Adicional Vegetal–Chile Rellanos

In an effort to be supportive of my nephew’s new low-carb diet, we have been avoiding many of our usual lunch and dinner go-to meals. No pizza, no sandwiches, no pasta of any kind, no joy left in the universe. I know that eating healthy doesn’t have to be torturous, but it just started to feel like every meal was a slab of meat with a side of green vegetables. While my veggie options have certainly expanded since starting this blog, it still got to be a little monotonous.

Not one to simply grin and bear it for the greater good, I started looking for recipe ideas that would satisfy my craving for new flavors without sabotaging his weight loss. Stir-fry was a possibility, but I like mine with rice or noodles. Indian food isn’t the same without any buttery naan to go with it. Everything Mexican has some kind of tortilla–except CHILE RELLENOS! I was struck dumb by my own brilliance! Not only are chiles rellenos delicious AND low-carb, but I had also never made them before!

For those whose Mexican food experience is limited to Taco Bell, chile rellenos are cheese-stuffed peppers which are lightly battered and deep fried. Poblanos are the most popular pepper because 1) they’re mild enough for the general population, and 2) they’re relatively easy to stuff. I say relatively because it still wasn’t easy. Poblanos are also fairly common and usually available at most large chain grocery stores.

After studying a few online recipes, I decided to try one from IsabelEats.com. Her instructions were informative, thorough, and well-illustrated. However, our final product did not turn out as beautiful as hers. I say “our” because I enlisted the aid of my nephew as temporary sous chef. I figure he owed it to me since I was accommodating his special diet, and if it worked out, he’d have another semi-healthy recipe in his repertoire. (I’m pretty sure deep frying cancels out any nutritional benefit from the peppers, but at least it was low-carb!)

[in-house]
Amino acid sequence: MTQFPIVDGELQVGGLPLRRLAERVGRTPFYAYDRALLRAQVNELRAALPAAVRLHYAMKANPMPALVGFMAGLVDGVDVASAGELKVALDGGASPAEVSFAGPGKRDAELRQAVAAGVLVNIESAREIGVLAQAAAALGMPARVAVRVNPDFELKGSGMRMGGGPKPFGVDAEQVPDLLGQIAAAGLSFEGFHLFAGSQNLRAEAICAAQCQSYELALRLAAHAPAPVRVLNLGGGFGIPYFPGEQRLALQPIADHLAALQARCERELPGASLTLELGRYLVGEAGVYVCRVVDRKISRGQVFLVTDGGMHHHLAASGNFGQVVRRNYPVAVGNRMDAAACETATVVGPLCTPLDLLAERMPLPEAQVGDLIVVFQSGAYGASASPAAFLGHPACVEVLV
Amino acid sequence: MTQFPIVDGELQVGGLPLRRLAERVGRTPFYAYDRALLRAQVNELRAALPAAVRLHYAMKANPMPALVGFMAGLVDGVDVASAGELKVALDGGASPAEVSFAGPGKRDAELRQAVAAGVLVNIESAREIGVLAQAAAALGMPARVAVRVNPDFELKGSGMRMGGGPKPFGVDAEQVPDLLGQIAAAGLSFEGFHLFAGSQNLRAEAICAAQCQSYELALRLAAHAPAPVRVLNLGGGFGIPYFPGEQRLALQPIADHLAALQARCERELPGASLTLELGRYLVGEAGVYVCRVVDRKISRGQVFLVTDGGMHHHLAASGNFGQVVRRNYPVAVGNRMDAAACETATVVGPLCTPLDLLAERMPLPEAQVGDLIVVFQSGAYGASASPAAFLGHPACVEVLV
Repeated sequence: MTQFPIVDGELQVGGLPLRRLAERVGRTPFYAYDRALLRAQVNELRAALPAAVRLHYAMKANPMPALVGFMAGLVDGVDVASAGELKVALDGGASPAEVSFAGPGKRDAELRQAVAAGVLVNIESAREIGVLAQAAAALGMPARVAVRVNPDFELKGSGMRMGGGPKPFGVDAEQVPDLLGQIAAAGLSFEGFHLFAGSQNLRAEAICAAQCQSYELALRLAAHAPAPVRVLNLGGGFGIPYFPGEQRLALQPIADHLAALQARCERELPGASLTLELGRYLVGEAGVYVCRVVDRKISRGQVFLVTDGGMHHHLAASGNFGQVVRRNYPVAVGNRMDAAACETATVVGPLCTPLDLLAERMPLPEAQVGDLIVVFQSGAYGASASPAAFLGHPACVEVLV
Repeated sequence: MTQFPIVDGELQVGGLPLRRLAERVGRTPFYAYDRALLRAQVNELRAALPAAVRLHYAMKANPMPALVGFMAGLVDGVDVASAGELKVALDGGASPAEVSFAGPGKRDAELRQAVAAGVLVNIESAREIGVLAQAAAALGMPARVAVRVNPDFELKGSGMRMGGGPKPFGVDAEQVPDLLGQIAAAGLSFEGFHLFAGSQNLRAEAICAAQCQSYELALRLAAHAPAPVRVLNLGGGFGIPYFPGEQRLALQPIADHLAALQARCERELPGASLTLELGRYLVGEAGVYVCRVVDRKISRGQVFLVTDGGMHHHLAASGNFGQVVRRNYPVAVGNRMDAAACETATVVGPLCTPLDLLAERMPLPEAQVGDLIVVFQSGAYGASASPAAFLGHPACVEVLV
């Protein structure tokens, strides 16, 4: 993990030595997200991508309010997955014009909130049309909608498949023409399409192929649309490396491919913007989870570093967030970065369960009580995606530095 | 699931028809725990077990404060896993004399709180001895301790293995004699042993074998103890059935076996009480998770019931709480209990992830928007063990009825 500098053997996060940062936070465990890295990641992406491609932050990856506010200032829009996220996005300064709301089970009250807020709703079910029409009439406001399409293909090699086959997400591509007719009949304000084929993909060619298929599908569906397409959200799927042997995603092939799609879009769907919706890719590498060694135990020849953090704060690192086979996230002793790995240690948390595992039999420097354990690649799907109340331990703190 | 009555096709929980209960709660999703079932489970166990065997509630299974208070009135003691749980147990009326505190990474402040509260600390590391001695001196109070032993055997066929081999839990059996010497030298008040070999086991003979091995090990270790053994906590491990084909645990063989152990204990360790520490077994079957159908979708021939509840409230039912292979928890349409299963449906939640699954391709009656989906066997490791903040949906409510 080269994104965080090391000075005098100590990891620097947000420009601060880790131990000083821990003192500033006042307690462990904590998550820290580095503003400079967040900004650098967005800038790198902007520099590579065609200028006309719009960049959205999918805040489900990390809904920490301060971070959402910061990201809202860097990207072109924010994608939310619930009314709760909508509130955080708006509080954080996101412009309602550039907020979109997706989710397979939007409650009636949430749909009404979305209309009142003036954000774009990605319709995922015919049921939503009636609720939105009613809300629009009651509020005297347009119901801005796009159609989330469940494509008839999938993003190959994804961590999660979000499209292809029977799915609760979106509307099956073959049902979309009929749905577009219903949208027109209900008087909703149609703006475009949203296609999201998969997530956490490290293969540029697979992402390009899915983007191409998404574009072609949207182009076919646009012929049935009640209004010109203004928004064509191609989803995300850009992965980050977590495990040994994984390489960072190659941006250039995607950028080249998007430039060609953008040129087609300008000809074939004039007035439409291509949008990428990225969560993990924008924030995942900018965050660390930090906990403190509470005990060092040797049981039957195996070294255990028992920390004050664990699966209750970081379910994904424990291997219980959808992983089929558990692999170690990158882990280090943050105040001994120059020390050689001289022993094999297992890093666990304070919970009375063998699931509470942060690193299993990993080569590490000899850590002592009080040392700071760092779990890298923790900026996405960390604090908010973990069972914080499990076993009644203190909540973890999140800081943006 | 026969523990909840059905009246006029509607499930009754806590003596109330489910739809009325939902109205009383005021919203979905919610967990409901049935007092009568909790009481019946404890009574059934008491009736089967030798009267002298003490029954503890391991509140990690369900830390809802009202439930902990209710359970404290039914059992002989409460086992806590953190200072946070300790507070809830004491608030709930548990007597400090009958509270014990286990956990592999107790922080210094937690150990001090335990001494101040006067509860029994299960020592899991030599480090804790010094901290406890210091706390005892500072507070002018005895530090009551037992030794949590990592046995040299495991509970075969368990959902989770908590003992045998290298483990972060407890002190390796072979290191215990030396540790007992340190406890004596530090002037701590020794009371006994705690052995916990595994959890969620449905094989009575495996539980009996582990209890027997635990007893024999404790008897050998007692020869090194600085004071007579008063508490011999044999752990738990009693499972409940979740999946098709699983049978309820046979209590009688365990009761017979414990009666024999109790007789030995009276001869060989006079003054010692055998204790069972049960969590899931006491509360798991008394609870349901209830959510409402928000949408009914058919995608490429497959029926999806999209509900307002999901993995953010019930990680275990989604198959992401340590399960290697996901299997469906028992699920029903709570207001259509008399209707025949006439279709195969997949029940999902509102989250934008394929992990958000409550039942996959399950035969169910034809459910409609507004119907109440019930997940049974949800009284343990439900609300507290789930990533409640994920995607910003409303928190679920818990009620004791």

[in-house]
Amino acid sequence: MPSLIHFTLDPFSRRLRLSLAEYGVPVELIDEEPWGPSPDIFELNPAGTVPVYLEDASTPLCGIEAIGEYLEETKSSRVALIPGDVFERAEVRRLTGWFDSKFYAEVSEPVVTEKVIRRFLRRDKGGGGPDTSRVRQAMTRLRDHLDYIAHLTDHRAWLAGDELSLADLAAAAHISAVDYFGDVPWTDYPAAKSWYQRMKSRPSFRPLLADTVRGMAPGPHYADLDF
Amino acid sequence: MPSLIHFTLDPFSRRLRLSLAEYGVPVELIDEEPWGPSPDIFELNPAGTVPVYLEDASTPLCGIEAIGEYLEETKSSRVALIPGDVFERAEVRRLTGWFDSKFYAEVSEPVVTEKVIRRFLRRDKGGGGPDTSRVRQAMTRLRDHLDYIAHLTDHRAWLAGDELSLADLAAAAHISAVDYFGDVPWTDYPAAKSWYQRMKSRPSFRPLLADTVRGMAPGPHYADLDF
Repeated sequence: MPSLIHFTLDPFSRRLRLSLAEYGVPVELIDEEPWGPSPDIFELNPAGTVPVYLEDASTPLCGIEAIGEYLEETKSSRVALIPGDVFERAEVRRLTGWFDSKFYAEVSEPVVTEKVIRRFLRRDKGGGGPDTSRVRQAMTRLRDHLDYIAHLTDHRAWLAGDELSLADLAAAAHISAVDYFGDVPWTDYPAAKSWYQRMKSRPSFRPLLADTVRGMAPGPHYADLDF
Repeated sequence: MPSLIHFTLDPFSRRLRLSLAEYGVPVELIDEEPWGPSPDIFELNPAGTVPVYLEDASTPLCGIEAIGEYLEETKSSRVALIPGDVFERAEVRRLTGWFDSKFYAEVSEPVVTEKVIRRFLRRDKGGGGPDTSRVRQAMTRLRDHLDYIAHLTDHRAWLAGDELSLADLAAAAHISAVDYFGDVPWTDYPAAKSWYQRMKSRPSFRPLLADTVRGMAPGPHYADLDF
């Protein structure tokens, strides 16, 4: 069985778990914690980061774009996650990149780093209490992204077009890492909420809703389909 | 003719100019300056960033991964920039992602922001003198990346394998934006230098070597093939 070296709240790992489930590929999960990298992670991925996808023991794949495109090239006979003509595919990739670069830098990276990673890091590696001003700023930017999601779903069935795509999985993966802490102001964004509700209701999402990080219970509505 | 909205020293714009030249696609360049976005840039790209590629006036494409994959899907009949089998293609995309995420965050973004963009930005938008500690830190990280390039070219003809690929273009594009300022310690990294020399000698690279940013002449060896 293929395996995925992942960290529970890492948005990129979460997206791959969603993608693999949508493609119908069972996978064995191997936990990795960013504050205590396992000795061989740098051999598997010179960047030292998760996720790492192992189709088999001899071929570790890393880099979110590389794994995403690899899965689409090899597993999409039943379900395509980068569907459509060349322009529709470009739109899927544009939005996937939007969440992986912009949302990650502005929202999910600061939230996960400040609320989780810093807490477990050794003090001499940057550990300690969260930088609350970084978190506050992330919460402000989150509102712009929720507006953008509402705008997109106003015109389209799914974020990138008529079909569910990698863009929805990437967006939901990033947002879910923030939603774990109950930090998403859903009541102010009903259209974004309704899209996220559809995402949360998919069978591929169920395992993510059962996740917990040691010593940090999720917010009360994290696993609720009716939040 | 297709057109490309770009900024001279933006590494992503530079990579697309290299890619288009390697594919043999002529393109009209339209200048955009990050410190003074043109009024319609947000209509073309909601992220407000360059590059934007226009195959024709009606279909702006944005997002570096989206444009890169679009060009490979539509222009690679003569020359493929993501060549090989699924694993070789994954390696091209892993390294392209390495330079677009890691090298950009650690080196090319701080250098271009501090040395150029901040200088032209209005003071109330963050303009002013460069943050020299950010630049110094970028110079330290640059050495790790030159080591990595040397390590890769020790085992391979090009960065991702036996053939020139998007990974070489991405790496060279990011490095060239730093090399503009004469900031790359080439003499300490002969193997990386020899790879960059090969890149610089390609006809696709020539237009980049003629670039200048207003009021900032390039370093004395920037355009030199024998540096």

We started by charring the peppers directly over the gas burner on the stove. They didn’t exactly like to sit flat on every side, so we had to keep turning them with the tongs to get an even blistered blackness. The next step is to let them steam for a bit, but I missed that part. Steaming makes the skins slide right off. Instead, we plucked crumbling ash off each burning hot pepper one tiny flake at a time. Steaming would have also made the peppers more pliable. We had no trouble slicing them open, scooping out the seeds, and stuffing them with cheese, but sewing them back together with toothpicks was tricky because they were still a little stiff.

The sexy sizzle of chile rellenos is the batter, but it is NOT your regular coating. First of all, you dip the peppers in flour before the egg. Secondly, the egg white is separated and whipped to stiff peaks, then the foam is folded back into the scrambled yolks. Since the foam bubbles do pop eventually, the first few chiles get a better batter texture than the last one that is dunked in the dregs. Still, tastewise, they were all fantastic.

Actually, here is where I should insert the caution that the sauce you serve them with makes a BIG difference. I used an unknown red enchilada sauce and was sorely disappointed with the flavor. My recommendation is to settle on a salsa verde or enchilada sauce you love before you go to all this effort.

Also, be mindful of your batch sizes. If you’re planning to make enough to eat two meals, it’s probably better to batter and fry only half each night. They do keep in the fridge, but reheated rellenos are kind of limp. You’ll be much happier with crispy chiles, trust me.

Still, for a first effort, I would qualify ours as a success. Now that we know all the tips and tricks, the next time will be even better!

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